Excerpt from Heart-Shaped Box by Joe Hill, plus links to reviews, author biography & more

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Heart-Shaped Box

A Novel.

By Joe Hill

Heart-Shaped Box

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Besides, it didn’t seem possible Danny could always have something to bother him with. But he always did. And if he didn’t have anything that demanded immediate attention, he wanted to talk. Danny was from Southern California originally, and there was no end to his talk. He would boast to total strangers about the benefits of wheatgrass, which included making your bowel movements as fragrant as a freshly mowed lawn. He was thirty years old but could talk skateboarding and PlayStation with the pizza-delivery kid like he was fourteen. Danny would get confessional with air-conditioner repairmen, tell them how his sister had OD’d on heroin in her teens and how as a young man he had been the one to find his mother’s body after she killed herself. He was impossible to embarrass.

He didn’t know the meaning of shy.

Jude was coming back inside from feeding Angus and Bon and was halfway across Danny’s field of fire—just beginning to think he might make it through the office unscathed—when Danny said, “Hey, Chief, check this out.” Danny opened almost every demand for attention with just this line, a statement Jude had learned to dread and resent, a prelude to half an hour of wasted time, forms to fill out, faxes to look at. Then Danny told him someone was selling a ghost, and Jude forgot all about begrudging him. He walked around the desk so he could look over Danny’s shoulder at his computer screen.

Danny had discovered the ghost at an online auction site, not eBay but one of the wannabes. Jude moved his gaze over the item description while Danny read aloud. Danny would’ve cut his food for him if Jude gave him the chance. He had a streak of subservience that Jude found, frankly, revolting in a man.

“ ‘Buy my stepfather’s ghost,’ ” Danny read. “ ‘Six weeks ago my elderly stepfather died, very suddenly. He was staying with us at the time. He had no home of his own and traveled from relative to relative, visiting for a month or two before moving on. Everyone was shocked by his passing, especially my daughter, who was very close to him. No one would’ve thought. He was active to the end of his life. Never sat in front of the TV. Drank a glass of orange juice every day. Had all his own teeth.’ ”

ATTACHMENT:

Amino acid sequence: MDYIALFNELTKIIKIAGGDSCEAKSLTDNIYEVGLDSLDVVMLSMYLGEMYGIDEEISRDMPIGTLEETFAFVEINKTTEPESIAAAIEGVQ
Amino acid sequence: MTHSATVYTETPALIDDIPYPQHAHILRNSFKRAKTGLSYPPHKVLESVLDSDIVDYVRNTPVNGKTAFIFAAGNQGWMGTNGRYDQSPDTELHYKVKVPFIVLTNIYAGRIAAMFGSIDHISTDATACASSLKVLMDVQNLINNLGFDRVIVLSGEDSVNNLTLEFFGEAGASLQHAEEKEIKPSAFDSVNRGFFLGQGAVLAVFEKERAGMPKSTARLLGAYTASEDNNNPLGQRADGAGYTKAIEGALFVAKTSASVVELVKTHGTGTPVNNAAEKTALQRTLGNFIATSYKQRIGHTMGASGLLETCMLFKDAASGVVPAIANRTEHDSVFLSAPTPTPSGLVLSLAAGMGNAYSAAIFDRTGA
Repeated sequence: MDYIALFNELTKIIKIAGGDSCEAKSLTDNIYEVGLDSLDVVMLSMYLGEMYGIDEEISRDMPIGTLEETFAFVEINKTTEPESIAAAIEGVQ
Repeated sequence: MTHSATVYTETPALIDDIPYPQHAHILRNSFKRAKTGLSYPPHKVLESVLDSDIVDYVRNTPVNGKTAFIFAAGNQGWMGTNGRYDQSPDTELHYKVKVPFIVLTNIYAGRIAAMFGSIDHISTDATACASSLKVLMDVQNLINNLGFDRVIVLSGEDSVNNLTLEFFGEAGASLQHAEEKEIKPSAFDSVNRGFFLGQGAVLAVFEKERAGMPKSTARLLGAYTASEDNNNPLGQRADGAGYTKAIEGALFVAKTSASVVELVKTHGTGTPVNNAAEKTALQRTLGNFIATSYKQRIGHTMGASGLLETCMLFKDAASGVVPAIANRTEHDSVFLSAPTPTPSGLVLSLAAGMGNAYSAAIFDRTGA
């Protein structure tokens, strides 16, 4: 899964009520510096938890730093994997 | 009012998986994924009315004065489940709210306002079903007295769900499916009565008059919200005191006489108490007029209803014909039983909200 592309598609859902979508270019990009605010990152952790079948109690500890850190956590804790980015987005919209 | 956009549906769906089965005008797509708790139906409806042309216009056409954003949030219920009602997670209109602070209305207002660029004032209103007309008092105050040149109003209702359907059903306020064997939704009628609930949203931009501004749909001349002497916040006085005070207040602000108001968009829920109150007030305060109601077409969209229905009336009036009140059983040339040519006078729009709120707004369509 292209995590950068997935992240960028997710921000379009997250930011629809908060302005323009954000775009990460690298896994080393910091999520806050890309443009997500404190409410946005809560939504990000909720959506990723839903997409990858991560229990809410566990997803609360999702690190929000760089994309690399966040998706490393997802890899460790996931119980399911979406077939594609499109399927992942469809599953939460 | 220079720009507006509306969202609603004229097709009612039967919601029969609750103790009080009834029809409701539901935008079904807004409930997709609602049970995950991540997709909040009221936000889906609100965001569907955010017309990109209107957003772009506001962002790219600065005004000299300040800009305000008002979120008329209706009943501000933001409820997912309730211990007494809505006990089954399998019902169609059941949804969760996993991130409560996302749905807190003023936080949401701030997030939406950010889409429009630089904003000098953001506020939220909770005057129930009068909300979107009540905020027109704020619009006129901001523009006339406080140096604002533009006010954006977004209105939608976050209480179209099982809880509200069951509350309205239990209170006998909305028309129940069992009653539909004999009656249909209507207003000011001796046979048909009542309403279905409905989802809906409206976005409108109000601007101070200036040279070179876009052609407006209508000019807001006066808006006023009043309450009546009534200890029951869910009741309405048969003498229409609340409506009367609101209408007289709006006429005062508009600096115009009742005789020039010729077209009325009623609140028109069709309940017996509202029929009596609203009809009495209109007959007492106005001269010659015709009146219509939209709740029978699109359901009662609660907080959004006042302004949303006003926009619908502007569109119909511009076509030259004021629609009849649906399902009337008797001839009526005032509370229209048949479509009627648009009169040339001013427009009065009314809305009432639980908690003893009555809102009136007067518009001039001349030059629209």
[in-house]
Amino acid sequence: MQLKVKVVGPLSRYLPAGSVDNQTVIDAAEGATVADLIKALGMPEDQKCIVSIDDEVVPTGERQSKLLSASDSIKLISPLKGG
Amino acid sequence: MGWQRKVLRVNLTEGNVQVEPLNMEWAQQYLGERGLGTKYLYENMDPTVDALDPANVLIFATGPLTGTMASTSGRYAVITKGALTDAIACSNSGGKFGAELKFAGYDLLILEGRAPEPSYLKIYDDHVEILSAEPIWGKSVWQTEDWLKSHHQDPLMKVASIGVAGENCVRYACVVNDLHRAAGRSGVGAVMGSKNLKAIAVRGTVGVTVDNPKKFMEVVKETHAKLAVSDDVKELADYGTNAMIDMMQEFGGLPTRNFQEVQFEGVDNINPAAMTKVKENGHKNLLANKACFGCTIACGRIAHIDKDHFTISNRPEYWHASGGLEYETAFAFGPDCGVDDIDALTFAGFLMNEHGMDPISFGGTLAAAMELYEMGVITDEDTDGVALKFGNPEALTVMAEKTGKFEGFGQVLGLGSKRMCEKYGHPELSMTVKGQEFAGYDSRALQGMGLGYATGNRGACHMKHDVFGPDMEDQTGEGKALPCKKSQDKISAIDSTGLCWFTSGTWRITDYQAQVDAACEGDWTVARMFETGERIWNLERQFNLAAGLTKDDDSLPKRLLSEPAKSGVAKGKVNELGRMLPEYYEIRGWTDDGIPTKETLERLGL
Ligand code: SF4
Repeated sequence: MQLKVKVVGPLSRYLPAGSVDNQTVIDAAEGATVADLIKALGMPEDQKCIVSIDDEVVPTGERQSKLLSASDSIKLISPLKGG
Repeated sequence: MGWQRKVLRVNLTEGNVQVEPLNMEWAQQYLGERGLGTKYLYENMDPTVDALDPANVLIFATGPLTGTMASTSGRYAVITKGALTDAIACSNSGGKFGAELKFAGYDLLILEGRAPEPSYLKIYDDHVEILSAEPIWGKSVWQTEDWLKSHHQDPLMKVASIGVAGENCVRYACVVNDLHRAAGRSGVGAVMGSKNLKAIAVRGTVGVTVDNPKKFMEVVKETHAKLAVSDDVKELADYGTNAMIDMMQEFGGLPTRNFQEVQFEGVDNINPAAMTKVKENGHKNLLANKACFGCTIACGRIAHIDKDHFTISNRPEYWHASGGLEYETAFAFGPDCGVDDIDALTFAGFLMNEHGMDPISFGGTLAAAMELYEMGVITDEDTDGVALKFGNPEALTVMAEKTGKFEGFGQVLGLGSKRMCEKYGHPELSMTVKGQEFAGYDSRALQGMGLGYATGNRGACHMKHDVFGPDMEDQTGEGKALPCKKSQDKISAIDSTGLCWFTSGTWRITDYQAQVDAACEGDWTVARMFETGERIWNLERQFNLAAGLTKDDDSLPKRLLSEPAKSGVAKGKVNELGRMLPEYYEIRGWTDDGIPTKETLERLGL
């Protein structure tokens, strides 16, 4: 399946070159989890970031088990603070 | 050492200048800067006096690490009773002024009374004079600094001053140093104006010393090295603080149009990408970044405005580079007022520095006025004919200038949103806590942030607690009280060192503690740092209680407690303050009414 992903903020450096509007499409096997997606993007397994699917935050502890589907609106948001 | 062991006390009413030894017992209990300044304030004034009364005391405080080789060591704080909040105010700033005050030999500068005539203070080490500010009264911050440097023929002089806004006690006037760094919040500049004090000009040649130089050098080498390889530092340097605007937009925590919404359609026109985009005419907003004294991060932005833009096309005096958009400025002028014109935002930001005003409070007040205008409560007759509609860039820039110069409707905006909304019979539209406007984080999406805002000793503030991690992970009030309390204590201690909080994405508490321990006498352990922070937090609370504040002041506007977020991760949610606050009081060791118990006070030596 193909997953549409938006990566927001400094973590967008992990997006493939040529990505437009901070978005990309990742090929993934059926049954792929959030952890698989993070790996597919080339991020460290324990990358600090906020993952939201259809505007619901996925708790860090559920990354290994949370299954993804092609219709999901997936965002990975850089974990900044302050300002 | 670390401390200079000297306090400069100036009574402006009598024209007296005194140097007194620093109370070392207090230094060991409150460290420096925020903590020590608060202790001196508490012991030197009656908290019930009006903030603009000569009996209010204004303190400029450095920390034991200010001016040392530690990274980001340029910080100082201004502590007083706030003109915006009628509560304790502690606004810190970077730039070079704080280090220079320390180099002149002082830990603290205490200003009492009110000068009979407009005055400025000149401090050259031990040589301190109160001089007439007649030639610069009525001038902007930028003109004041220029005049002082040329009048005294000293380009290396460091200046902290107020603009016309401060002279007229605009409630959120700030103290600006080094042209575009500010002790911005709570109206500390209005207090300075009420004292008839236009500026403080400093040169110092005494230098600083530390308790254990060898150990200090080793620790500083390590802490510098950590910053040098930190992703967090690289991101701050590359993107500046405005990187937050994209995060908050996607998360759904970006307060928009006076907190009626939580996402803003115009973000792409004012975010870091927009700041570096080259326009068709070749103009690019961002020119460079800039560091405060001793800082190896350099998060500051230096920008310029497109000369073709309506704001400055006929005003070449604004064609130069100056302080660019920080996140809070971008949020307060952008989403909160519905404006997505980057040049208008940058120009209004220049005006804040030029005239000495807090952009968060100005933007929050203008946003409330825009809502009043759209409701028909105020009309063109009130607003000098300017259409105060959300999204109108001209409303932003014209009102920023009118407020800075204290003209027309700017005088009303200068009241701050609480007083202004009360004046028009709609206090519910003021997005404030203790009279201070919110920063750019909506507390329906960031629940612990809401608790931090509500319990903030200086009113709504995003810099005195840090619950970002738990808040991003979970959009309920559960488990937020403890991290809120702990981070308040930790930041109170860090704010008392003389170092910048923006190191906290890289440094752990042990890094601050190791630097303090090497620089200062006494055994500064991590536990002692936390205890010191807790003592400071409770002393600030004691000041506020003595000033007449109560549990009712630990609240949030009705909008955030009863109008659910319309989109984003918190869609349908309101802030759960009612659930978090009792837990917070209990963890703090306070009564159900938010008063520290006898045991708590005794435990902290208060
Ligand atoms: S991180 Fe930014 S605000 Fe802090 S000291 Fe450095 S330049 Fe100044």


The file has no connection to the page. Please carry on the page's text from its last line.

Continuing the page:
“This is a fuckin’ joke,” Jude said.

“I don’t think so,” Danny said. He went on, “ ‘Two days after his funeral, my little girl saw him sitting in the guest room, which is directly across from her own bedroom. After she saw him, my girl didn’t like to be alone in her room anymore, or even to go upstairs. I told her that her grandfather wouldn’t ever hurt her, but she said she was scared of his eyes. She said they were all black scribbles and they weren’t for seeing anymore. So she has been sleeping with me ever since.

“ ‘At first I thought it was just a scary story she was telling herself, but there is more to it than that. The guest room is cold all the time. I poked around in there and noticed it was worst in the closet, where his Sunday suit was hung up. He wanted to be buried in that suit, but when we tried it on him at the funeral home, it didn’t look right. People shrink up a little after they die. The water in them dries up. His best suit was too big for him, so we let the funeral home talk us into buying one of theirs. I don’t know why I listened.

“ ‘The other night I woke up and heard my stepfather walking around overhead. The bed in his room won’t stay made, and the door opens and slams shut at all hours. The cat won’t go upstairs either, and sometimes she sits at the bottom of the steps looking at things I can’t see. She stares awhile, then gives a yowl like her tail got stepped on and runs away.

The foregoing is excerpted from Heart-Shaped Box by Joe Hill. All rights reserved. No part of this book may be used or reproduced without written permission from HarperCollins Publishers, 10 East 53rd Street, New York, NY 10022

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